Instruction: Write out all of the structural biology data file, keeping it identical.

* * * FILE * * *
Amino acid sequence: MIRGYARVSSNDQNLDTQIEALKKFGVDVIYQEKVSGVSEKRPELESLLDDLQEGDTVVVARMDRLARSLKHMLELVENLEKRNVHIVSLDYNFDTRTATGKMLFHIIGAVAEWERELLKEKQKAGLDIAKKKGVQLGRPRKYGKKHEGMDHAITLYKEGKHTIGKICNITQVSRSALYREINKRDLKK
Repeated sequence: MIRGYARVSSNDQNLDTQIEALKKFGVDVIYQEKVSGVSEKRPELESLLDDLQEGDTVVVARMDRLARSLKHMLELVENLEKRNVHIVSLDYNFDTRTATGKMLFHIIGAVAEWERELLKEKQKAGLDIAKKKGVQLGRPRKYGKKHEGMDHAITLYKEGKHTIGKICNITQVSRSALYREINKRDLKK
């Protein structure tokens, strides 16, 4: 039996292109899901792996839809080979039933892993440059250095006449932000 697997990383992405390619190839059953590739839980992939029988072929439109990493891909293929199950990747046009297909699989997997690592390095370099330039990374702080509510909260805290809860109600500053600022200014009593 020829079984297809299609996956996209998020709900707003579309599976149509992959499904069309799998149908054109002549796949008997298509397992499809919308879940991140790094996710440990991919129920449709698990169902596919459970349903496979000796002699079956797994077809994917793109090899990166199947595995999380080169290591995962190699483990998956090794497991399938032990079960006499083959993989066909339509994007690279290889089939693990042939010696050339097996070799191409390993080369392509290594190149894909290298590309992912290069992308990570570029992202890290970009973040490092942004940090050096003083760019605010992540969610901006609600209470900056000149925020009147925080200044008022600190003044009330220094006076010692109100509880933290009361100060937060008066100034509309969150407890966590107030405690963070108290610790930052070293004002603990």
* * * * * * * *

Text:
Amino acid sequence: MIRGYARVSSNDQNLDTQIEALKKFGVDVIYQEKVSGVSEKRPELESLLDDLQEGDTVVVARMDRLARSLKHMLELVENLEKRNVHIVSLDYNFDTRTATGKMLFHIIGAVAEWERELLKEKQKAGLDIAKKKGVQLGRPRKYGKKHEGMDHAITLYKEGKHTIGKICNITQVSRSALYREINKRDLKK
Repeated sequence: MIRGYARVSSNDQNLDTQIEALKKFGVDVIYQEKVSGVSEKRPELESLLDDLQEGDTVVVARMDRLARSLKHMLELVENLEKRNVHIVSLDYNFDTRTATGKMLFHIIGAVAEWERELLKEKQKAGLDIAKKKGVQLGRPRKYGKKHEGMDHAITLYKEGKHTIGKICNITQVSRSALYREINKRDLKK
């Protein structure tokens, strides 16, 4: 039996292109899901792996839809080979039933892993440059250095006449932000 697997990383992405390619190839059953590739839980992939029988072929439109990493891909293929199950990747046009297909699989997997690592390095370099330039990374702080509510909260805290809860109600500053600022200014009593 020829079984297809299609996956996209998020709900707003579309599976149509992959499904069309799998149908054109002549796949008997298509397992499809919308879940991140790094996710440990991919129920449709698990169902596919459970349903496979000796002699079956797994077809994917793109090899990166199947595995999380080169290591995962190699483990998956090794497991399938032990079960006499083959993989066909339509994007690279290889089939693990042939010696050339097996070799191409390993080369392509290594190149894909290298590309992912290069992308990570570029992202890290970009973040490092942004940090050096003083760019605010992540969610901006609600209470900056000149925020009147925080200044008022600190003044009330220094006076010692109100509880933290009361100060937060008066100034509309969150407890966590107030405690963070108290610790930052070293004002603990």